USGS science covered the gamut of topics. Morrison spoke about a contentious issue in the deep-sea coral world: should the coral poster child for the deep-sea—Lophelia, a colonial reef-building coral—merge with Desmophyllum, a solitary coral, now that genetics indicates they are similar? Morrison questioned combining these genera because the key-defining characteristic for corals divides those living alone from those living in a colony. Many also worry that the confusion generated by merging the genera may hamper conservation efforts for Lophelia.

Underwater, a fish swims past a post that is covered in anemones and corals, 2 laser beams are pointed at a coral for scale.
Large Lophelia colonies and numerous anemones at a depth of about 1,500 feet in Mississippi Canyon. Red laser beams, projected from a remotely operated vehicle, represent a separation of 10 centimeters (about 4 inches). A western roughy is seen to the left of the structure. Photo credit: Lophelia II 2012 Expedition, NOAA-OER/BOEM/USGS

Demopoulos studied deepwater canyons situated just 70 nautical miles apart, but found that their seafloor communities differed greatly. After assembling a small army to analyze the 2,000 samples, she discovered that a canyon’s shape influenced access to food, and thus the structure of the deep-sea community residing there. 

Bourque dove into seafloor sediments to explain why a completely different community of animals inhabits the sediment next to Lophelia compared with other corals. Apparently Lophelia’s complex shape creates a physically different habitat, right down to the size of sediment grains. This coral also has more food available to support the animals. She emphasized that deep-sea corals actually have an influence beyond the reef; they foster a higher diversity of microscopic critters in the surrounding seafloor.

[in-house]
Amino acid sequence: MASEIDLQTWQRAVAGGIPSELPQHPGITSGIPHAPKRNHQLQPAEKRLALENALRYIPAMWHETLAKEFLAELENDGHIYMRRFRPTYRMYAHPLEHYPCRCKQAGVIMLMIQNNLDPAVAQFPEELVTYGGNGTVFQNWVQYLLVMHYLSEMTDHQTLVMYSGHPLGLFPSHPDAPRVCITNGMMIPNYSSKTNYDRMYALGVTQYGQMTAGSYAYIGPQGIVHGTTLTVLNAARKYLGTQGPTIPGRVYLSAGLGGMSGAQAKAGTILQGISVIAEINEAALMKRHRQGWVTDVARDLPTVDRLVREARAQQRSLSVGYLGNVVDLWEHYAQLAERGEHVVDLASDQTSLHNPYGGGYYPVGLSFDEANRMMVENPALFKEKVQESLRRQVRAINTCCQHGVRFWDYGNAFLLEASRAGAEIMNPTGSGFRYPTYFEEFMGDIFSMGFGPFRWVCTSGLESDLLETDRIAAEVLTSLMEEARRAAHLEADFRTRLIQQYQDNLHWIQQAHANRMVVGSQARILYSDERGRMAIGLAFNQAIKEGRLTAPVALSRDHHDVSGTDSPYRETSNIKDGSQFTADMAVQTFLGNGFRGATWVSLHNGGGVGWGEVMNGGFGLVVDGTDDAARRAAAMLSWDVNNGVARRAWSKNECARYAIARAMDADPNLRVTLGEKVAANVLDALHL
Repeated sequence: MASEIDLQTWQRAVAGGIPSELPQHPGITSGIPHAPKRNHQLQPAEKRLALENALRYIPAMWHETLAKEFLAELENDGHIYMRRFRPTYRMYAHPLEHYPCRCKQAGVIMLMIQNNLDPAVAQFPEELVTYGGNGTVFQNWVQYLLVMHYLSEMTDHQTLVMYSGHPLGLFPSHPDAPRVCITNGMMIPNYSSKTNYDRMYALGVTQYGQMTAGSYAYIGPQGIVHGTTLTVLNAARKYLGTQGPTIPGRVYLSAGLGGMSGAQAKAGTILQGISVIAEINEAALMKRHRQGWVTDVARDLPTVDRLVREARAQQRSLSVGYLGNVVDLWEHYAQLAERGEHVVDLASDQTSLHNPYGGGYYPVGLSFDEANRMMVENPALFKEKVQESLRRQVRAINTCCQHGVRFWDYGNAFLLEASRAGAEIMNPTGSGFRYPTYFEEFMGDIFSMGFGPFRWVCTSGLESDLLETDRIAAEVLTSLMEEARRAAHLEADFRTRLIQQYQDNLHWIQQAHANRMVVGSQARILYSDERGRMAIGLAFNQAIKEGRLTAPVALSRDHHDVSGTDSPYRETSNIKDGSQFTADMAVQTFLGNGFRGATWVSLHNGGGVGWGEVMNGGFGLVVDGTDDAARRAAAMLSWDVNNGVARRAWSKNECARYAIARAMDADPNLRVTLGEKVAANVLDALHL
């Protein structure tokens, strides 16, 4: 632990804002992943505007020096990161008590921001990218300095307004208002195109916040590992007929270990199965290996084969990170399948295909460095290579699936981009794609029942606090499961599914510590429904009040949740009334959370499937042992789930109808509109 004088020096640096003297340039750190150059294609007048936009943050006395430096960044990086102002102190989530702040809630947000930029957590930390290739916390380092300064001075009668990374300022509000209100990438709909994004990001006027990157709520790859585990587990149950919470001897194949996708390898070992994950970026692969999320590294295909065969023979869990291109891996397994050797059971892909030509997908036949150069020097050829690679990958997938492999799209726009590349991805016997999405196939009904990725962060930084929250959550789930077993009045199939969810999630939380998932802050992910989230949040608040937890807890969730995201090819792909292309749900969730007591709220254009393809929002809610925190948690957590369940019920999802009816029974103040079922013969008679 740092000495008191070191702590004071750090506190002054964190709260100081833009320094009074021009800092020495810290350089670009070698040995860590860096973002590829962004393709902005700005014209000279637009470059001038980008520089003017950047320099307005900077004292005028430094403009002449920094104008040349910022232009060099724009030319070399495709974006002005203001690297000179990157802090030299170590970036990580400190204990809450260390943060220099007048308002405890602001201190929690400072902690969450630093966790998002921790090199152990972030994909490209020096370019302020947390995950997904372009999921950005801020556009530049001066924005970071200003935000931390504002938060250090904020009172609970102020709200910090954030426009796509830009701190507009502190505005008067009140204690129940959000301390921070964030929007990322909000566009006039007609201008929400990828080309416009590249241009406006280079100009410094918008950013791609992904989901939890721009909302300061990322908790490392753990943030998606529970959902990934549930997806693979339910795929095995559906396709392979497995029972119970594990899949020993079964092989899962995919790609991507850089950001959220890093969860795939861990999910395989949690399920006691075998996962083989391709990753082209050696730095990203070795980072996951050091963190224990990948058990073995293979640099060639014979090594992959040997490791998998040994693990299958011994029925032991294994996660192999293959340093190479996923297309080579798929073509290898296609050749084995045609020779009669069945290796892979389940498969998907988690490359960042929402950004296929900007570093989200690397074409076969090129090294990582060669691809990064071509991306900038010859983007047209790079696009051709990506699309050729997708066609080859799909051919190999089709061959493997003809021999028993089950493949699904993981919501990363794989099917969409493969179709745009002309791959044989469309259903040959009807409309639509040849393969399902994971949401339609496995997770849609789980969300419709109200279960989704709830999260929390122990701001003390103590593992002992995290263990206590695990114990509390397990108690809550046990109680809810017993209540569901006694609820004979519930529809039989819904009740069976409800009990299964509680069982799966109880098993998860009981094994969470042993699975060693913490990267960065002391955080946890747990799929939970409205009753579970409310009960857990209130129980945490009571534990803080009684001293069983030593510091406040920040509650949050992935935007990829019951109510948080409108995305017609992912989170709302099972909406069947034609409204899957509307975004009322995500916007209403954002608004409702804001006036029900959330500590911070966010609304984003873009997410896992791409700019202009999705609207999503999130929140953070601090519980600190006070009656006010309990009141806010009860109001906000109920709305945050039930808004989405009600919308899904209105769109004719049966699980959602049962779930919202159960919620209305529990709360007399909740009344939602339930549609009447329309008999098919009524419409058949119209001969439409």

Kellogg focused in even closer: the microbes residing within these deep corals. The bacterial community in most corals was completely unknown. These microbes help cycle nutrients, and can both protect against and indicate disease; they are one way a coral adapts to its environment. She found only one bacterial group shared by all of them, and that the coral itself controlled which bacteria lived there. Having this basic knowledge is critical in the face of change during a climate change, or an oil spill. 

Prouty looked within the coral matrix to show that its iodine levels could reveal the age of one of the oldest organisms on earth: the long-lived black coral (see “Gulf’s Mysterious Black Corals Are 2,000 Years Old”). This coral may live up to 4,000 years; iodine makes up about a quarter of its skeleton (see “Deep sea corals may be oldest living marine organism”). It’s a novel and inexpensive approach to carbon dating, which can be miscalculated for deepwater corals. That’s because corals may be influenced by seawater that has flowed deep below the surface for some time, and not reset its carbon clock to reflect the current carbon-dioxide levels at the surface.

Extreme close-up view underwater, of delicate coral polyps that are opened like flowers.
A close-up of the Paramuricea polyps when open. Photo credit: Art Howard, NOAA-OER/BOEM/USGS